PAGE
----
With three volumes and technically fourteen episodes, the Daichi’s was a series that ended really quickly and went apparently unnoticed by a lot of people which is a real shame. It’s a fun, quirky, and highly energetic piece with a real crude side to it at times that never failed to entertain. The series itself does come to an end at the right time as I’m unsure whether this highly dysfunctional family would be able to manage twenty-six or more episodes without driving the viewer insane.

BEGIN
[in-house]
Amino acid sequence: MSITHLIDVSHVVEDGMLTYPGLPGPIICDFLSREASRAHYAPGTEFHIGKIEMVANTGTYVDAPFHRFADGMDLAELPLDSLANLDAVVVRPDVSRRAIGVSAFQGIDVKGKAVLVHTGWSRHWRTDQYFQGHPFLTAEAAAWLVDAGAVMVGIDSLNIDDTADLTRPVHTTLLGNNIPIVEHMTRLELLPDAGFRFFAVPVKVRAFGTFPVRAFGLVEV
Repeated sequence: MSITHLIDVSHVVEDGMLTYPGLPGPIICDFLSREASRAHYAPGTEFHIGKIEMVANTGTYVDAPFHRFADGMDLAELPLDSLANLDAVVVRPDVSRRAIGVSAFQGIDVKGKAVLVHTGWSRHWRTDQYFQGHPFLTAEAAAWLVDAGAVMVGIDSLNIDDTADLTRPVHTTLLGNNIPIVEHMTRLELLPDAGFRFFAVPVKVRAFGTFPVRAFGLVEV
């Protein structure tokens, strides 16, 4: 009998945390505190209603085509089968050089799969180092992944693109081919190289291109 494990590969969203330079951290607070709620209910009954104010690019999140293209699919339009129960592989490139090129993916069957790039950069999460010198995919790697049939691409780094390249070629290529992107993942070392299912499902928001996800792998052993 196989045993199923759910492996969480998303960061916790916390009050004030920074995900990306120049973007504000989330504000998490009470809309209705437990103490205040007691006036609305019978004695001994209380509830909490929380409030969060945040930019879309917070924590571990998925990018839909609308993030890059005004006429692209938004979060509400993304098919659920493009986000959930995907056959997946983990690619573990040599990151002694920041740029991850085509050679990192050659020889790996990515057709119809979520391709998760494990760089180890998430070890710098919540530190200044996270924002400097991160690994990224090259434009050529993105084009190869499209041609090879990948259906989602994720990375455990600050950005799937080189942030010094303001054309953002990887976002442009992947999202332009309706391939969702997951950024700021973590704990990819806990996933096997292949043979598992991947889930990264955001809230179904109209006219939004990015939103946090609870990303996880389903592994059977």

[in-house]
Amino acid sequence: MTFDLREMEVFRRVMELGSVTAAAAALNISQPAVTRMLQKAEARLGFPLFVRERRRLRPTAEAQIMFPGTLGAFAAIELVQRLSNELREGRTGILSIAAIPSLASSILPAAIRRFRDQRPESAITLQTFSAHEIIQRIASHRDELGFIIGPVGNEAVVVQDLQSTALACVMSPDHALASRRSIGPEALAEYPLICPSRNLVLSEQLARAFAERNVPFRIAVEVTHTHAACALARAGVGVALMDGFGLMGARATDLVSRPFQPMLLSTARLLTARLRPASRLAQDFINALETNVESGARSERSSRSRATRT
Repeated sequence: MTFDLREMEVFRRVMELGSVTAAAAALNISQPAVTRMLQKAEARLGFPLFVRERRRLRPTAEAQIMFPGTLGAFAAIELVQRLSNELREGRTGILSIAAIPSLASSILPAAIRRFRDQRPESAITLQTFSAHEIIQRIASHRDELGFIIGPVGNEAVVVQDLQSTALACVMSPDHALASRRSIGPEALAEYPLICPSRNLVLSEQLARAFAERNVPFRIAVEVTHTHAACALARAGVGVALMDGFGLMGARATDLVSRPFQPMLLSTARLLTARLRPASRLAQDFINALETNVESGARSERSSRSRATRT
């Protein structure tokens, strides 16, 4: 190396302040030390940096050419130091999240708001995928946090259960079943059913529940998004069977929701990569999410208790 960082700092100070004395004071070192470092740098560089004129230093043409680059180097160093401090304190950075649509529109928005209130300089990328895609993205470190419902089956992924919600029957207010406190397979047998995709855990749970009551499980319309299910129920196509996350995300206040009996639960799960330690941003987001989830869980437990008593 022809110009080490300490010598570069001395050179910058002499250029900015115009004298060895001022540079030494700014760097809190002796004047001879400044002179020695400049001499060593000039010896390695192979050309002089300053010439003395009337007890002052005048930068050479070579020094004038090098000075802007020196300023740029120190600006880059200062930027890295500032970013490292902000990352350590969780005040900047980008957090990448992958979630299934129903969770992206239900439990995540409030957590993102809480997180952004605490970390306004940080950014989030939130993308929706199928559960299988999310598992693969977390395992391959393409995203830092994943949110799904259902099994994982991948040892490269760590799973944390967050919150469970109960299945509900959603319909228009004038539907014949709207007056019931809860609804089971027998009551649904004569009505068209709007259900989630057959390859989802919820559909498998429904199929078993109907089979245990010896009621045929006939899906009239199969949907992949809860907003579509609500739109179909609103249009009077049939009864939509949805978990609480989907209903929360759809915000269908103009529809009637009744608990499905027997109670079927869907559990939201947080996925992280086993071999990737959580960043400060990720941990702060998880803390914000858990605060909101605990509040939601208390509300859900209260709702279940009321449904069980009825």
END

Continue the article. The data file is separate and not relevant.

With the four main episodes to the show, we’re treated mostly to what we’ve seen in the past volumes. A different alien arrives each episode to provide something of a challenge and the family dynamic has to come back from a near-crumble in order to deal with the threat. The threats not only get worse this time but the reactions of the family to them gets taken up several notches to the point where Shiratori has decided that it’s time to get a more stable family. The individual fights are fairly fun though, from a giant Hachiko from Shibuya who threatens the entire area to a massive plant that lands in China and soaks up the crap left from a previous attack as its nutrients. The plant also ends up becoming a sizable villain in a later episode here since the original gets destroyed but not before it spreads its pollen to the winds.